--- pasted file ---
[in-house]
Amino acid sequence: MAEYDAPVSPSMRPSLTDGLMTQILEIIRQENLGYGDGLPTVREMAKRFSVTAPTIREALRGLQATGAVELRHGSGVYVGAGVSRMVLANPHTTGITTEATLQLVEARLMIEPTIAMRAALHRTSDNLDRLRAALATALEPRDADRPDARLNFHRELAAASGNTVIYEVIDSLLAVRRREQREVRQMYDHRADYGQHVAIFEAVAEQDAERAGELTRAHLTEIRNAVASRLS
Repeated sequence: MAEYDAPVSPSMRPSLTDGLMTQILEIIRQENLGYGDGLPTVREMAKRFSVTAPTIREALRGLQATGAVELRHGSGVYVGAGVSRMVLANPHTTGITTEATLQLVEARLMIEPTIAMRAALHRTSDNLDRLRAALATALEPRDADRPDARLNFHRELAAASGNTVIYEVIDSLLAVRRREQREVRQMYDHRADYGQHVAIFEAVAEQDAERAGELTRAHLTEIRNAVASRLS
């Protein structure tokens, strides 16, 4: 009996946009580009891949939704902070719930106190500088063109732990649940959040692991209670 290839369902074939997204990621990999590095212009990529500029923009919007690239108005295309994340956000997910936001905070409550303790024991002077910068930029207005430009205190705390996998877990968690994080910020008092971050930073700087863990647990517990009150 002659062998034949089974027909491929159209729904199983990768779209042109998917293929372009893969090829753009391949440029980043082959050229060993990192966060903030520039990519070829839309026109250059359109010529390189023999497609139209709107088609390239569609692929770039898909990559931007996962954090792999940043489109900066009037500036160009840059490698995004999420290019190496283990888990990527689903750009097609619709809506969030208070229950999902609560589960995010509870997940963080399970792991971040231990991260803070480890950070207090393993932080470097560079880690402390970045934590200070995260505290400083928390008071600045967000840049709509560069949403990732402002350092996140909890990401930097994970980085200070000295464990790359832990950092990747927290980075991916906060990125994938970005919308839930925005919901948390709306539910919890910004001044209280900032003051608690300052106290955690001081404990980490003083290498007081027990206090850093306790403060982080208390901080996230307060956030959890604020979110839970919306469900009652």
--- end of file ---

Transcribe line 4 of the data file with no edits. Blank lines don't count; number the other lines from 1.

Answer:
């Protein structure tokens, strides 16, 4: 009996946009580009891949939704902070719930106190500088063109732990649940959040692991209670 290839369902074939997204990621990999590095212009990529500029923009919007690239108005295309994340956000997910936001905070409550303790024991002077910068930029207005430009205190705390996998877990968690994080910020008092971050930073700087863990647990517990009150 002659062998034949089974027909491929159209729904199983990768779209042109998917293929372009893969090829753009391949440029980043082959050229060993990192966060903030520039990519070829839309026109250059359109010529390189023999497609139209709107088609390239569609692929770039898909990559931007996962954090792999940043489109900066009037500036160009840059490698995004999420290019190496283990888990990527689903750009097609619709809506969030208070229950999902609560589960995010509870997940963080399970792991971040231990991260803070480890950070207090393993932080470097560079880690402390970045934590200070995260505290400083928390008071600045967000840049709509560069949403990732402002350092996140909890990401930097994970980085200070000295464990790359832990950092990747927290980075991916906060990125994938970005919308839930925005919901948390709306539910919890910004001044209280900032003051608690300052106290955690001081404990980490003083290498007081027990206090850093306790403060982080208390901080996230307060956030959890604020979110839970919306469900009652």